The leadership of the Palestine Liberation Organization today criticized President Reagan's Middle East peace plan but stopped just short of the formal rejection of it advocated by some of the more radical PLO members.
In a sometimes heated nine-hour meeting of the PLO's 56-member Central Council, the Reagan initiative was repeatedly attacked because it did not openly acknowledge the PLO as the representative of the Palestinian people or the right of Palestinians to have an independent state.
One of the strongest criticisms of the U.S. plan, according to a PLO official who attended the meeting, came in a speech by Chairman Yasser Arafat. The council gave Arafat a vote of confidence and a green light to continue the cautious diplomacy that has characterized his actions since the PLO was forced out of Beirut at the end of the summer.
PLO sources said that while attacking the Reagan plan, Arafat insisted on the need for the PLO to continue trying to open a diplomatic dialogue with the United States.
In Washington, State Department Middle East experts attempted to downplay the significance of the PLO meeting, saying "no one expected them to come out and endorse the Reagan initiative."
It is clear, however, one official said, that the PLO action Friday "does not move the process forward," adding that, "It doesn't mean the end of the ball game. The Palestinian council still could do something."
In a final communique issued by council Chairman Khaled Fahoum this morning, the PLO declared that "the proposals of American President Reagan do not satisfy the inalienable national rights of the Palestinian people led by the Palestine Liberation Organization."
The reason they did not, Fahoum said, was that the "Reagan plan ignores the right of our people to self-determination and to establish an independent Palestinian state under the leadership of the PLO, without which there can be no just and lasting settlement in the Middle East."
The Reagan plan, proposed Sept. 1, envisages an Israeli pullback from the West Bank of the Jordan and the Gaza Strip, territories it has occupied since 1967.
It also specifically rules out any PLO participation in negotiations for the territory's return or the establishment of an independent Palestinian state.
In a speech during the session, which ended early this morning, there was debate about various aspects of PLO policy, including the chairman's chilly relations with Syria, his conversations with Hussein and approaches to renewed relations with Egypt. There was no question of Arafat's leadership being challenged, however.
Even the radical Popular Front for the Liberation of Palestine, a frequent critic of the chairman's policies in the past, gave Arafat its support.
"It was a victory for Arafat," said a senior PLO member today. "There was no rebellion against his policy. He was given a vote of confidence."
But Arafat's vote of confidence in the Central Council, a body made up of the organization's leadership, labor union and professional association chiefs and various Palestinian notables, was not exactly a consensus on where the PLO should go next. There was still little sign that the various guerrilla chiefs, who are the most influential members of the PLO, had been able to agree on a common policy for the clearly difficult post-Beirut era.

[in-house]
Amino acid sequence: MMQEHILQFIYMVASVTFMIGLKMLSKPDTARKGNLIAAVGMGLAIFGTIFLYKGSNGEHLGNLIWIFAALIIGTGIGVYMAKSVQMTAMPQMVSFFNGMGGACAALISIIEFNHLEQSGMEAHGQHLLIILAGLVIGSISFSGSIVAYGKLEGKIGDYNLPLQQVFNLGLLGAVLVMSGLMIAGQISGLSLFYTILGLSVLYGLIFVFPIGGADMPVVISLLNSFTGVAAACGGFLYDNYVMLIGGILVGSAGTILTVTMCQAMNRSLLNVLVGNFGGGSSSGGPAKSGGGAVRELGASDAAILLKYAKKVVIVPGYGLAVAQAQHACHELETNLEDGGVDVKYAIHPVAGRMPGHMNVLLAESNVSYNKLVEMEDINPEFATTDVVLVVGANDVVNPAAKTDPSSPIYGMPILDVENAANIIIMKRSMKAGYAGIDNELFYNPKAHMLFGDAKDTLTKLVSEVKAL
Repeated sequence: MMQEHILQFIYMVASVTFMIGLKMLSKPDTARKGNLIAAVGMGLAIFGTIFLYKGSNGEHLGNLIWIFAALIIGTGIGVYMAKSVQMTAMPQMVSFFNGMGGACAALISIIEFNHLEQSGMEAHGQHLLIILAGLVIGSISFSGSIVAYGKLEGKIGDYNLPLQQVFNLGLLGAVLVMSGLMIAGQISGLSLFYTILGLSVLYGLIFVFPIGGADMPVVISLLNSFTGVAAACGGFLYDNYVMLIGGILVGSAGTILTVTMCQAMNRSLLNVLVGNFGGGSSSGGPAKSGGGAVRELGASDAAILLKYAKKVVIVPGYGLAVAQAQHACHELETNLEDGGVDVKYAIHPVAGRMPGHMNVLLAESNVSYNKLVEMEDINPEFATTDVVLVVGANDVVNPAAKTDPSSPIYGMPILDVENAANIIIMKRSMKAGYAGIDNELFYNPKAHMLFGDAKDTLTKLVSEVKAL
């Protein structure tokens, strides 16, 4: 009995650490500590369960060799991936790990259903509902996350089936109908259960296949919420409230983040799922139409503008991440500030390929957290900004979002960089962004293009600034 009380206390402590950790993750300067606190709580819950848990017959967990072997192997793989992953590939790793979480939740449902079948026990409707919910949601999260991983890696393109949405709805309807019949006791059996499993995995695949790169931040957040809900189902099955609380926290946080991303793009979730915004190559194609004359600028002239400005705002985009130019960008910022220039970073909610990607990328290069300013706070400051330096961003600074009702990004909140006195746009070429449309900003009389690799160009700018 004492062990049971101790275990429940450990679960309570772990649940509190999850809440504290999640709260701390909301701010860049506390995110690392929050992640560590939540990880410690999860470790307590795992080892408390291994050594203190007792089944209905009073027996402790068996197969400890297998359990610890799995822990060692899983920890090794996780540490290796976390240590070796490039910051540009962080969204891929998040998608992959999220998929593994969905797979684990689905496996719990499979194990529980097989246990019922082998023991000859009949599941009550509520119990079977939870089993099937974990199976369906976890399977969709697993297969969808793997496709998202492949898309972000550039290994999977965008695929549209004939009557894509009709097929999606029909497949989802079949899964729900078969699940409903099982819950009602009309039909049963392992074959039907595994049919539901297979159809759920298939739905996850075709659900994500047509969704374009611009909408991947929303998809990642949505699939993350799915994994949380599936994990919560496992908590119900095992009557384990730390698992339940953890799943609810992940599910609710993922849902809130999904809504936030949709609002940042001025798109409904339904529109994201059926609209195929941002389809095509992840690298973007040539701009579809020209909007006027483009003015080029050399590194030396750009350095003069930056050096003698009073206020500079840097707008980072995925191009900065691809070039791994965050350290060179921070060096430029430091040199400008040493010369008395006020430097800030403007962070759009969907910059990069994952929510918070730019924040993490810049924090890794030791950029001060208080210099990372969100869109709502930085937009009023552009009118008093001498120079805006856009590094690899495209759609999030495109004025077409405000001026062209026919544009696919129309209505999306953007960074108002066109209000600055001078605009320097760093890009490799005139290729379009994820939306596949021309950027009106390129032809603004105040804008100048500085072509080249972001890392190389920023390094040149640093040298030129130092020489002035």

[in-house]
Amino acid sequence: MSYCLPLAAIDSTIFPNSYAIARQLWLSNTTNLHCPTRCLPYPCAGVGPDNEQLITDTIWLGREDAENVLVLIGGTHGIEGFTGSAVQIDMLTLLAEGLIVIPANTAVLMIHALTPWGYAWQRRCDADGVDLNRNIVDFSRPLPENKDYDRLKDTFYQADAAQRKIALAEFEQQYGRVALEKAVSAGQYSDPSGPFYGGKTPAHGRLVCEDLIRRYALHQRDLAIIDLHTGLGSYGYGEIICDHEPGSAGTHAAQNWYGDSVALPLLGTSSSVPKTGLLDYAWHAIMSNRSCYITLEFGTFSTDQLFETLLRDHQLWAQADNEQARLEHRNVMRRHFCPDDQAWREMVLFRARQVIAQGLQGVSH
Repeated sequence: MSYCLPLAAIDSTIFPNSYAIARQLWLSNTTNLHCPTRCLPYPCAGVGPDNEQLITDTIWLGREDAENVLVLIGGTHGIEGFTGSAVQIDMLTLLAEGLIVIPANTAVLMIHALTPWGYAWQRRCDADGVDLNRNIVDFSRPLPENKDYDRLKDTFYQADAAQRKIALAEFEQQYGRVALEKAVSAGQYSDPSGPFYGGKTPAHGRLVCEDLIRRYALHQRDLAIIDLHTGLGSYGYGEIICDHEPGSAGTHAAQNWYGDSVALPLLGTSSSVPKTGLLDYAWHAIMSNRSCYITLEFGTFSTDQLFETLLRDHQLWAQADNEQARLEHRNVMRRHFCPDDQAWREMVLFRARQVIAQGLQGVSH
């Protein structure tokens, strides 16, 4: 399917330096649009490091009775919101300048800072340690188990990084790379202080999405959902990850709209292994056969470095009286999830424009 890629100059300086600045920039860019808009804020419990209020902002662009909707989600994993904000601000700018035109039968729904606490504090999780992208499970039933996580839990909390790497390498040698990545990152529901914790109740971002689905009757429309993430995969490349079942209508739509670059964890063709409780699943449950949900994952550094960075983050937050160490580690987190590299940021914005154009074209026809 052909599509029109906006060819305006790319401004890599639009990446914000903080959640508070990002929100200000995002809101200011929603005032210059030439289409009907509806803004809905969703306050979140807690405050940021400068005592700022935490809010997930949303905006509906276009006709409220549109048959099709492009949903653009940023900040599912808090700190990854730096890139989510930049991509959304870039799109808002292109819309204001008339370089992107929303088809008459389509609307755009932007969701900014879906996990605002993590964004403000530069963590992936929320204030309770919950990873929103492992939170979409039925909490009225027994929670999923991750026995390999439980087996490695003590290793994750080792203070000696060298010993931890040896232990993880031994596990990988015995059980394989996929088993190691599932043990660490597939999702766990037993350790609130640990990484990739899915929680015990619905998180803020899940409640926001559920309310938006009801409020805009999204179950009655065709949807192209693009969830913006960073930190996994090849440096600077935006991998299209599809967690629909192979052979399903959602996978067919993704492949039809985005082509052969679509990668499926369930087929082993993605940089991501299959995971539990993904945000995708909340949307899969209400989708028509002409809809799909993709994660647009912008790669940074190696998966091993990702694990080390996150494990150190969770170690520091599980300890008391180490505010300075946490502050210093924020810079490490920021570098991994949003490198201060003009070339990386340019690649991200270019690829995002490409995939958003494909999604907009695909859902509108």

The absence of a consensus that would allow the convening of a much-delayed meeting of the Palestinian National Council, the PLO's equivalent of a parliament in exile, was evident in Fahoum's statement today that a new round of "intensive meetings" among PLO leaders would be held in the coming days "in order to draw up political, military and organizational working plans to face the forthcoming phase" in the Middle East.
Such meetings had been foreseen three weeks ago after a meeting of the PLO's 15-member executive committee in Tunis also failed because of internal disagreements to decide on the date and place for the National Council meeting.
The council's endorsement of PLO policies is imperative, especially in view of the current internal debate in the organization over the concept of a "mutual and reciprocal" recognition between the PLO and Israel to open the doors to serious negotiations over the Israeli-occupied territories of the West Bank and Gaza.
The PLO has been under mounting pressure from conservative Arab states such as Saudi Arabia, Morocco, Jordan and Egypt to proclaim its willingness for such a neutral recognition to put pressure on Israel to negotiate and to gain U.S. support for such negotiations.
Disagreement voiced in the discussions here last night and this morning hinged almost directly on this issue, leading some critics on the left of the organization to demand the PLO's outright rejection of the Reagan plan.
Agreement on the date and venue of the National Council has also been hindered by deep differences between Arafat and Syrian President Hafez Assad, whom the PLO leader privately accused of trying to manipulate the PLO for his own national ends.
PLO leaders based in Damascus have insisted that the National Council be held here, as its last two sessions were. Arafat so far has insisted that it be held in Tunis, seat of the Arab League and his own personal headquarters since his evacuation from Beirut. Arafat wants the meeting to be held outside of Syria so that the political independence of its decisions is guaranteed.
Arafat had been expected to meet with Assad during his visit here to try to resolve their disputes. But 48 hours after his arrival -- only his third visit here since leaving Beirut Sept. 2 -- no meeting had materialized.
PLO officials, deeply worried about the two leaders' estrangement, were still lobbying tonight for such a meeting before Arafat's departure, which is expected Saturday.
Arafat plans to visit Jordan after leaving here to hold a new round of talks with King Hussein about some future association between Jordan and a Palestinian state, if such a state is ever achieved.